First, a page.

NEW DELHI -- Kerala in southern India has become the first state in the country to announce a 'fat tax' on pizzas, burgers, sandwiches, and other fast foods served by foreign restaurant chains, such as McDonald's, KFC, and Domino's Pizza.
Ostensibly, the aim is to encourage healthy eating habits among people through consumption of traditional and freshly cooked food, and to control obesity.
Kerala has the second highest incidence of obesity in India after Punjab in the north. About 28% women and 18% men there are officially classified as either overweight or obese, while for Punjab the figure is 30% and 22%, respectively.
The rapid rise in the number of obese people, especially children, has triggered official concern. T.M. Thomas Isaac, Kerala's finance minister, this month announced a fat tax of 14.5% on burgers, pizzas, tacos, donuts, sandwiches, pastas, bread fillings, and more, sold by branded restaurants. Isaac said there would be additional annual revenue of 100 million rupees ($1.48 million) when he presented the state budget.
Kerala is a major tourist hub blessed with serene beaches, lush green hill stations, and sprawling plantations. A phased ban on the sale and consumption of alcohol in hundreds of bars across the state began in 2014 to discourage excessive consumption.
Kerala, home to over 34 million of India's 1.25 billion people, had the highest per capita alcohol consumption level at 8.3 litres per person annually. The national average is four litres. The prohibition policy, which has restricted alcohol sales to big hotels, was upheld by India's supreme court in December 2015 after bar owners made a legal challenge. Recent reports in local media suggest the state government may have to review the ban, which has damaged tourism.
Amit Khurana, head of the food safety and toxins program at the New Delhi-based Centre for Science and Environment, is one of those who feels the Kerala initiative is a move in the right direction.
"Obesity in the younger generation has been an issue, and limiting the consumption by making it expensive is one of the recommended ways globally," he told the Nikkei Asian Review. "What is most important here is that this money should actually go to promote good food in schools and colleges, such as food that is not ultra-processed, and that is freshly cooked, and non-packaged."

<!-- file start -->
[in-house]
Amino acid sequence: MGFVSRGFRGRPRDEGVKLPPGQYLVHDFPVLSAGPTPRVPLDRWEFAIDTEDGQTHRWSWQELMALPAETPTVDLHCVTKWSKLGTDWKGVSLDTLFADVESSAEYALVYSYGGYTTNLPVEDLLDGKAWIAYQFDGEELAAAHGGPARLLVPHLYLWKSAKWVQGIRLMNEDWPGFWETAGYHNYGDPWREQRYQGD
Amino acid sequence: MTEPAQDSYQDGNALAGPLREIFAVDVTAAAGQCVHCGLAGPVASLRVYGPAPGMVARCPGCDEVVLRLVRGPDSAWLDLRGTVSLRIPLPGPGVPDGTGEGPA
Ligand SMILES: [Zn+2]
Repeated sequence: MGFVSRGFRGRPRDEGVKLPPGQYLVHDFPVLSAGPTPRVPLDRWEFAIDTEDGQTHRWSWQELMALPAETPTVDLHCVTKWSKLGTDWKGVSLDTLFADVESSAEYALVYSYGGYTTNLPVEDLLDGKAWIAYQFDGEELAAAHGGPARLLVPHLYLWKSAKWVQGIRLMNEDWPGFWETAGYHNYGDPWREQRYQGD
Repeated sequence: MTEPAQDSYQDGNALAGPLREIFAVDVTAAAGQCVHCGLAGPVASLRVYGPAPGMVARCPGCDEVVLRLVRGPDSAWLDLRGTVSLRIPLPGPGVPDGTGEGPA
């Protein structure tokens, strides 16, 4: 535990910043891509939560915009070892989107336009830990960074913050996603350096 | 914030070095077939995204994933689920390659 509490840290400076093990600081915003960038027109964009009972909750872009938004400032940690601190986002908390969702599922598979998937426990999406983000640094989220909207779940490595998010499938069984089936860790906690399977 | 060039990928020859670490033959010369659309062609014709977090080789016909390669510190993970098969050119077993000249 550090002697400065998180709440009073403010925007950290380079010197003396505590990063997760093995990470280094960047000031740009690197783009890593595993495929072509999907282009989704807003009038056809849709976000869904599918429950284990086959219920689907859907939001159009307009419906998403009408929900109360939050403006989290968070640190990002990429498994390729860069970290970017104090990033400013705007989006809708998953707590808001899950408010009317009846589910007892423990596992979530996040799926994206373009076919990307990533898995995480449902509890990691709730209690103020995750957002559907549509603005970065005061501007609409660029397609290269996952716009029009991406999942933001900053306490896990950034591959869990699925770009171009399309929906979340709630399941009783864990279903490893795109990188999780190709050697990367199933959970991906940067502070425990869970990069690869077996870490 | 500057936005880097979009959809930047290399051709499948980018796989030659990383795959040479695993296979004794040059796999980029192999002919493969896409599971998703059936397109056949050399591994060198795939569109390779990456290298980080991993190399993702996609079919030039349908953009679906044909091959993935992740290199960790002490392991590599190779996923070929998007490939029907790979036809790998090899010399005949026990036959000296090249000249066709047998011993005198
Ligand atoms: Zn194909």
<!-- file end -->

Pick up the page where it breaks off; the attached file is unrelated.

Others view it as simply another move against foreign multinational companies (MNCs).
"The whole focus of the government is only on the MNCs, actually," says Rajesh N. Shetty, the distribution director of Yum! Restaurants India, which operates KFC, Pizza Hut, and Taco Bell. Shetty pointed to the many local restaurants and hotels in Kerala that are not subject to the new tax regime.
"The quality standards that we follow are pretty stringent," said Shetty. "I am not sure why the government is pushing this tax -- this is not going to help, and is just one way of discouraging MNCs from investing."
Moideenkutty Haji, president of the Kerala Hotel and Restaurant Association, agrees that the fat tax is "not a good idea".
"It may affect the sale of fast food and lead to customer withdrawal," he said. It is not practical for the hotel industry."
Some mothers have hailed the initiative, and want more stringent action. Kerala's Poornima Appukuttan has a son of 12 and says the state government made the right first step. "It is not enough, though," she said. "We see so many vendors selling deep fried snacks on roadsides and small shops -- these foods too are harmful."
Aparna Lall, a New Delhi mother with a 5-year-old daughter says the initiative is good but impractical. In India, the world's fastest growing major economy, she believes middle-class purchasing power will outpace the new taxes -- modern Indians can afford to stay fat. There is a need to "sensitize children and inculcate good eating habits", said Lall. "Schools should strictly monitor canteen menus."
India not the only one
Obesity, which can lead to diseases like diabetes, has had taxation effects in other countries. Denmark started taxing foods high in saturated fats in 2011, but gave up after a year. People simply procured the products more cheaply from other European countries. Hungary in 2011 taxed foods containing unhealthy levels of sugar, salt, and other potentially harmful ingredients. Four years on there, some $219 million in revenue has been earmarked for health spending, according to a World Health Organization report.
In March, Britain's former finance minister, George Osborne, announced a tax on sugary drinks, including Coca-Cola and Pepsi, following concerns over obese children. Osborne said it would be introduced after two years "to give companies plenty of space to change their product mix". Last month, Philadelphia in the US, also approved taxing fizzy drinks.
More broadly in India, the government has been promoting health awareness and advocating changes to lifestyle and diet to combat diabetes in particular. Citing International Diabetes Federation estimates, Health Minister J.P. Nadda recently said the number of adults with diabetes increased from 65 million in 2013 to over 69 million in just two two years.
Other states may soon be joining Kerala in its war on fat.